Second, from the academic view point, it would be highly desirable to set a target for the size of the balance sheet. This would remove a great deal of uncertainty, and, again, help reduce any negative impact on the markets. We believe that the assets in the SOMA account are never going back to the pre-crisis levels. The demand for physical money has grown and it alone now stands at around USD1.5 trillion. It is difficult to challenge the fact that the central bank will not go below this level. USD2 trillion would be a good estimate of the lower-bound to the balance sheet under current economic conditions.
But there is still an enormous gap between the current USD4 trln and the above-mentioned USD2 trln. Furthermore, launching this process in the 2017 – or under president Trump generally – would bear clear additional risks. It comes at the time when the federal government is planning to substantially increase the budget deficit. That implies signficantly higher borrowing, on the magnitude of up to USD500 bln a year, and lasting for the next decade. The Fed balance sheet would add to that in terms of market supply, meaning that the Treasury would need to refinance any amount that the FRBs release off of their balance sheets. Assuming that 2 trillion of assets are allowed to mature with no reinvestment over the same time horizon, it adds roughly USD200 bln to incremental supply. This is impossible to digest without exerting pressure on bond prices (and, therefore, upside pressure on yields). Given the current state of fixed income markets, an exercise of that sort might send the whole segment into a tailspin.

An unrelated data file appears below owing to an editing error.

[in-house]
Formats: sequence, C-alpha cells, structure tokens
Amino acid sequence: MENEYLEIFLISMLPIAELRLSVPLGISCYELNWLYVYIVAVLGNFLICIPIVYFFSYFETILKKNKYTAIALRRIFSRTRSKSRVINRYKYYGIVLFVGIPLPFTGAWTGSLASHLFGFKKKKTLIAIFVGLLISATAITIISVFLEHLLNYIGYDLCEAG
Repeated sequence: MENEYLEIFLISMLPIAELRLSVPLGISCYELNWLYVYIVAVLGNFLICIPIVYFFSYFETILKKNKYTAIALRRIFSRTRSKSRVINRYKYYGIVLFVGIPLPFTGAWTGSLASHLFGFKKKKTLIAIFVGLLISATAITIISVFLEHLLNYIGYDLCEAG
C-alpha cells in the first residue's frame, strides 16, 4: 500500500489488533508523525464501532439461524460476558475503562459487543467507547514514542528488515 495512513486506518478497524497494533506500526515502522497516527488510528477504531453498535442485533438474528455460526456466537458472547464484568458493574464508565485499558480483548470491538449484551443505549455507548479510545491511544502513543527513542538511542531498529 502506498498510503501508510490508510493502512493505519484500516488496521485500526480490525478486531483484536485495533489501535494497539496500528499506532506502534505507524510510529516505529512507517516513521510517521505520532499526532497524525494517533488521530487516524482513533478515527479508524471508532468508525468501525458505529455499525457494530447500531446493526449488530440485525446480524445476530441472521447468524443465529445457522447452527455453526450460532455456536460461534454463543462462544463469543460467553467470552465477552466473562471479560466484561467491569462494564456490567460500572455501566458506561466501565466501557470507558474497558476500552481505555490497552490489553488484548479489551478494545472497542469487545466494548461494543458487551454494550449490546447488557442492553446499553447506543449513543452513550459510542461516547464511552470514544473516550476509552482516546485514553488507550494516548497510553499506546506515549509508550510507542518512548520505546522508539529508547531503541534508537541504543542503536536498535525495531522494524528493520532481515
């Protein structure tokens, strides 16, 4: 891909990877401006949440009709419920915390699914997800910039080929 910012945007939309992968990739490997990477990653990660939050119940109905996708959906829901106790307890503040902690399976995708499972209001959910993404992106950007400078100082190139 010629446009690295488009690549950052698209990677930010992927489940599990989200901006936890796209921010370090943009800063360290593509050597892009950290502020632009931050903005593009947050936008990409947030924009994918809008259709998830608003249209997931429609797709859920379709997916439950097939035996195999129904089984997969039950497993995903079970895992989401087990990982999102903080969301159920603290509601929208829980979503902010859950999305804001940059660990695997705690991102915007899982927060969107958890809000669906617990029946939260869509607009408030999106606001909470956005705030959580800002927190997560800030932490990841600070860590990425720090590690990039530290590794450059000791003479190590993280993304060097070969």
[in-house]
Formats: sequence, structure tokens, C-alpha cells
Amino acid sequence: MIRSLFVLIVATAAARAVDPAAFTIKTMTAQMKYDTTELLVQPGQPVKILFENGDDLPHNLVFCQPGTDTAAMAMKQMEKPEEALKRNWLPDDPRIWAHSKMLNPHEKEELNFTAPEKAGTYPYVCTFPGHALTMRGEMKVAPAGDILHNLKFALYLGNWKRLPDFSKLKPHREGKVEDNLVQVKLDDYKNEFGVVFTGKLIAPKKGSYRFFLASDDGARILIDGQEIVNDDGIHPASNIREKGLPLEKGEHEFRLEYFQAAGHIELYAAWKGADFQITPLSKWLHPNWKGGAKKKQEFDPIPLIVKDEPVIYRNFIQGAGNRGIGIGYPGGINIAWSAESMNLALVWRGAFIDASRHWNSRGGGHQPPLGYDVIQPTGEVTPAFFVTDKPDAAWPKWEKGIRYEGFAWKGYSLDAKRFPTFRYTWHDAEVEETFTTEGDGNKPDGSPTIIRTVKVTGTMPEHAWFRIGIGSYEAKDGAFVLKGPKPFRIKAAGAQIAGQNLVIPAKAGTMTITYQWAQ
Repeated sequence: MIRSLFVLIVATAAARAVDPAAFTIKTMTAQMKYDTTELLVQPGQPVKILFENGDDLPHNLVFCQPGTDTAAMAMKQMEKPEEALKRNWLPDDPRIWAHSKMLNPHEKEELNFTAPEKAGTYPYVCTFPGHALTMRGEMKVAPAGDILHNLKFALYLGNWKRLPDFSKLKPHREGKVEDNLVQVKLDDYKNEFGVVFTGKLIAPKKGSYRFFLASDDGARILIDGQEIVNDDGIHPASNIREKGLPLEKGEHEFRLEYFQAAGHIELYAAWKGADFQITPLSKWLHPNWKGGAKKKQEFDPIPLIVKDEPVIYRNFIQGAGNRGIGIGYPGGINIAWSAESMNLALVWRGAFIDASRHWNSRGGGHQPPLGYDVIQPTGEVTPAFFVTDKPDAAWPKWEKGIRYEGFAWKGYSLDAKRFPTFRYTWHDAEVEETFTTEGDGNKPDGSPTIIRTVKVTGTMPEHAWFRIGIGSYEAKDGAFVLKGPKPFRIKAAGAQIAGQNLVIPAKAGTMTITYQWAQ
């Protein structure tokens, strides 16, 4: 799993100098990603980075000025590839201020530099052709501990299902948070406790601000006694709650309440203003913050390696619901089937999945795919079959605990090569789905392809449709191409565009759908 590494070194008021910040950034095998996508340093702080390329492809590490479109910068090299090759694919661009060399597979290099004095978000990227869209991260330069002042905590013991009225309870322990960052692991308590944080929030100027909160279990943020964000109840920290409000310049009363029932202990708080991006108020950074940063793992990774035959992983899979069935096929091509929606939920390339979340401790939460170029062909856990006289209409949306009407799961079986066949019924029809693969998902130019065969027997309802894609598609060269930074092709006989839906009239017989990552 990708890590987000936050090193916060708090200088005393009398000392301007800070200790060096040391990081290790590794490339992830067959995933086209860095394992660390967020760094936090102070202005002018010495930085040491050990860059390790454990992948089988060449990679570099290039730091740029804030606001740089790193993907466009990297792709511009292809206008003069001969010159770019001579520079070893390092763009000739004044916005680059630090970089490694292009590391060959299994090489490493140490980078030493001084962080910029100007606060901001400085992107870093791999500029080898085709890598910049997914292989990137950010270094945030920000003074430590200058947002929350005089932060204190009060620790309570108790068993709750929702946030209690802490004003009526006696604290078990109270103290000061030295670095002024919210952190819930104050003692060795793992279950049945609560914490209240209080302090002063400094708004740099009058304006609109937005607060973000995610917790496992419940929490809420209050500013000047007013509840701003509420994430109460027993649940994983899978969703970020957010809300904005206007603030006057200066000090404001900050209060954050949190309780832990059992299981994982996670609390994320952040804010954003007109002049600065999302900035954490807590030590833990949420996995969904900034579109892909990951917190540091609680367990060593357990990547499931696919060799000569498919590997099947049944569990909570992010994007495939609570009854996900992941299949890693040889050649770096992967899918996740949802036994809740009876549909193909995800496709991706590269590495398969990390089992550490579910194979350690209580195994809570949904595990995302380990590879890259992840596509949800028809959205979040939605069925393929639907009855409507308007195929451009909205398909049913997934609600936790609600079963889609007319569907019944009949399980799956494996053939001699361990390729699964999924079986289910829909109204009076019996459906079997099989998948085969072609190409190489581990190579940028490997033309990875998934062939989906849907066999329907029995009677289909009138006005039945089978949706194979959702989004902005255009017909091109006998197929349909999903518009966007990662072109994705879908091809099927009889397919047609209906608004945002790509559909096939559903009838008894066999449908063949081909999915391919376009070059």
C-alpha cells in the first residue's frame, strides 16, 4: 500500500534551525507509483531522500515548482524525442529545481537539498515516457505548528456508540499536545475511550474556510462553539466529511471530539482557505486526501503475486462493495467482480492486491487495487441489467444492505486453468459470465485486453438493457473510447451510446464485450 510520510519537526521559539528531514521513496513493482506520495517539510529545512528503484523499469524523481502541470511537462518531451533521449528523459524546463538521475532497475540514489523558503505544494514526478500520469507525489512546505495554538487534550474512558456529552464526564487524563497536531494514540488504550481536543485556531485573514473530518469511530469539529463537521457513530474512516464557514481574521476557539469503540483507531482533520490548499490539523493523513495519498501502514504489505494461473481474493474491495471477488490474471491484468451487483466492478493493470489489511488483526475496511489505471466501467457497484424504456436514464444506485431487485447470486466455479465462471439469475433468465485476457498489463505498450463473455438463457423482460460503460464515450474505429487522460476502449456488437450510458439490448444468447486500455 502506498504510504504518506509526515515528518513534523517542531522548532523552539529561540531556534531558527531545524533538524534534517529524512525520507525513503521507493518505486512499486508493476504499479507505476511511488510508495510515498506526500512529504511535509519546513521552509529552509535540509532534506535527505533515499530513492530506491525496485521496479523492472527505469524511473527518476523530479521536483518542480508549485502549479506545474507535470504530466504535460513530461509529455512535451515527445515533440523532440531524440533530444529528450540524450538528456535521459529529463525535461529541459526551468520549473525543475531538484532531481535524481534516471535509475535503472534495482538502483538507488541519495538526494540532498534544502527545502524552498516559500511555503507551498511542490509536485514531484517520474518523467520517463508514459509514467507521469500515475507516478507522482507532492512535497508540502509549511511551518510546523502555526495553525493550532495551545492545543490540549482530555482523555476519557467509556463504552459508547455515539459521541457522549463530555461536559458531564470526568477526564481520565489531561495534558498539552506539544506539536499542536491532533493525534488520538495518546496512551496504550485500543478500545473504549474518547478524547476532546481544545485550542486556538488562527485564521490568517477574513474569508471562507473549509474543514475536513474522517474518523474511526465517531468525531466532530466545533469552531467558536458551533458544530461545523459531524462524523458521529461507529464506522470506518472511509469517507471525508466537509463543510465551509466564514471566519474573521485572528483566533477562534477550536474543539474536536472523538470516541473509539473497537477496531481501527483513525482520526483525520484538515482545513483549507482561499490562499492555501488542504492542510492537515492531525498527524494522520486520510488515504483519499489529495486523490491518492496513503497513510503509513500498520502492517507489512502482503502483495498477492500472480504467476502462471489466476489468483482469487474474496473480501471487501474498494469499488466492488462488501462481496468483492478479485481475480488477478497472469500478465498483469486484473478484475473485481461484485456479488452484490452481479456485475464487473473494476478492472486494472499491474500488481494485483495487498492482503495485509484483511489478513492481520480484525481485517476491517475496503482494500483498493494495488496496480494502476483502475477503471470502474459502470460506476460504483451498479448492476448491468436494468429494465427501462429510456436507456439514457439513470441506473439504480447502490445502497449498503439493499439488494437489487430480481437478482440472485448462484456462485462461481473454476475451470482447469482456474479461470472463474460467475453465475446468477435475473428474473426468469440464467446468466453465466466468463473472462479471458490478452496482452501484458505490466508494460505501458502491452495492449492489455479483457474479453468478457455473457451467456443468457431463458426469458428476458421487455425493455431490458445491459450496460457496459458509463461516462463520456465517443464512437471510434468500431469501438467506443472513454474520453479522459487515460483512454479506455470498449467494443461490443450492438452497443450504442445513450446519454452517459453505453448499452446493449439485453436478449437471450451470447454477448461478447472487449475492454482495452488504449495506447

On the other hand, the wind down is surprisingly easy to perform in the short run. There is a notable deficit of short-term paper in the market, and increased Treasury borrowing here by defintion carries relatively little duration risk for the system. Should the Fed decide that inflation expectations have gone too far (say, due to overly expansive fiscal policy), it might as well slow down reinvestments, as there are no immediate operational challenges in the way. But again, that’s the story for the short-term.
And, certainly, no matter how it is carried out, reducing the Fed’s balance sheet would be a clear dollar positive. But the degree of currency strength heavily depends on when the process is launched, and how well the market is prepared for it. We should recall the fact that there is a registered dollar shortage in some regional markets, and less liquidity within the U.S. banking system would absolutely tighten access to USD funding globally. Cross-currency basis swaps are a good indicator of where QE unwind will have the most impace. It is worth remembering that the euro-dollar swaps moved to abnormal levels in H2 2016.